Saturday, January 8, 2011

Donor Eggs and Surrogacy: The Possibility Of A Healthy Pregnancy & A Healthy Child

Emily Dickinson said: "Dwell In Possibility". I thought I would start the New Year with a blog post that centers on possibilities. I believe that everyone should leave themselves open to the wide array of options that are available to women and men who are struggling with their family building quest. An interesting example of one possible option was brought to my attention recently through an article on the American Fertility Association website, "The Amazing Story of the Birth of the Twiblings". Iris Waichler reviews an article that appeared recently in the New York Times and reflects on the courage it took for the author to reveal the complex journey she took using an egg donor and 2 different gestational carriers who end up giving birth to twins that are born 5 days apart.

In the December 29th NY Times article, Melanie Thernstrom writes an intensely personal account regarding her infertility journey ("Meet The Twiblings"). Recently married at 41, she and her husband underwent multiple IVF cycles without success. Her physician tells her after she begs to try for the fifth time that she should consider other ways of having a family. He asks, “Is your goal to have the experience of being pregnant or is your goal to have the best chance of having a healthy baby?” Ms. Thernstrom not only writes with feeling and fluency of what follows, but imparts a great deal of important information that would be helpful for any of you who are facing the decision to use donor eggs, surrogacy or a combination of both. What makes this couple's case unique is that they desired to have twins. This meant that in order to avoid the complication of a multiple gestation in one surrogate, they chose to have two surrogates, and each became pregnant with one successfully implanted embryo. The cost involved in doing this is discussed as well, which the author admits is a huge factor in being able to go this route. This is unfortunately always a big part of being able to do any kind of assisted reproduction treatment, as many of you well know.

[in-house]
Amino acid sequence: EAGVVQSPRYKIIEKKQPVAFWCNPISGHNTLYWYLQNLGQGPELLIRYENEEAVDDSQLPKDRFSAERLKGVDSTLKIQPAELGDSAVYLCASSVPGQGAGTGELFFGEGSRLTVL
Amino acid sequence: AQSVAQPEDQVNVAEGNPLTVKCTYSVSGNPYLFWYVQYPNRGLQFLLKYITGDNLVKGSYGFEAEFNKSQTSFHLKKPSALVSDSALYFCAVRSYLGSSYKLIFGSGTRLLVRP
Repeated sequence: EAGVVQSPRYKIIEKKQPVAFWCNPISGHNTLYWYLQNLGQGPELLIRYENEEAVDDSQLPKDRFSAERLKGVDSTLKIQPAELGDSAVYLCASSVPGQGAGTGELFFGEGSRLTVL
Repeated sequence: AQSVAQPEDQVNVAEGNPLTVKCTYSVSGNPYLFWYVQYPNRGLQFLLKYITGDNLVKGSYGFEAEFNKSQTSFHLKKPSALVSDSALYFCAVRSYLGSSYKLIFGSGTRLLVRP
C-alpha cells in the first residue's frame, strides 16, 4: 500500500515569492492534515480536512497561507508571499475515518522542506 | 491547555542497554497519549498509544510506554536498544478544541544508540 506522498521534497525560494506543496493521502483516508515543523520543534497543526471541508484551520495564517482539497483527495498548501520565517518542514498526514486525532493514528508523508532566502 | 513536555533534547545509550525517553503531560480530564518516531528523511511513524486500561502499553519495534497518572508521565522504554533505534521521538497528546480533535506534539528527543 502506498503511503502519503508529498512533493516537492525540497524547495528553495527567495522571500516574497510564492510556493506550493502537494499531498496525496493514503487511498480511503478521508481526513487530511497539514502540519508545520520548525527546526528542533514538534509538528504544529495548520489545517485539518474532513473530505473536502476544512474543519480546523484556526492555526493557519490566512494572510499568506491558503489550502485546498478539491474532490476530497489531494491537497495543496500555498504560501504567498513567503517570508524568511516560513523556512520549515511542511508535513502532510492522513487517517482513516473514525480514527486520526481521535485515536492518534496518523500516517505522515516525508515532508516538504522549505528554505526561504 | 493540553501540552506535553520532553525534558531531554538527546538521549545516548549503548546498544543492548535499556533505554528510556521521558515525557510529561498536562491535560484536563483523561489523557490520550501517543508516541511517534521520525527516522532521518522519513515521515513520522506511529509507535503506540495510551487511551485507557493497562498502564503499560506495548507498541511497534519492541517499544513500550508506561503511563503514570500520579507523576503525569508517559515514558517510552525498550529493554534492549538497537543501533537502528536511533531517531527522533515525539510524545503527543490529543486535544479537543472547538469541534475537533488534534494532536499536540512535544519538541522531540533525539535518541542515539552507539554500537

Yet, all in all, this is an article about the possibility of doing something that would have been impossible a generation ago. Surrogacy and egg donation are still impossible in many states and parts of the world. We are lucky that here in California the laws allow for these types of treatment paths with protection for the intended parents, the donors and the surrogates. As the Times article points out, there are also a number of reputable agencies and counselors that can help with navigating the selection process, with all the legal aspects and with emotional support. Coincidentally, I was emailed recently by a woman in Italy who cannot carry a pregnancy because she has a heart condition and was wondering what her options were. She is 37 years old and wants to use her own eggs. Since surrogacy for financial gain is banned in Italy, I advised her on what was possible here and that her time for using "her own eggs" was growing short. I hope that she will find it possible to have the child she wishes for in 2011.

Edward J. Ramirez, M.D., FACOG
Executive Medical Director
The Fertility and Gynecology Center
Monterey Bay IVF Program
Monterey, California, U.S.A.

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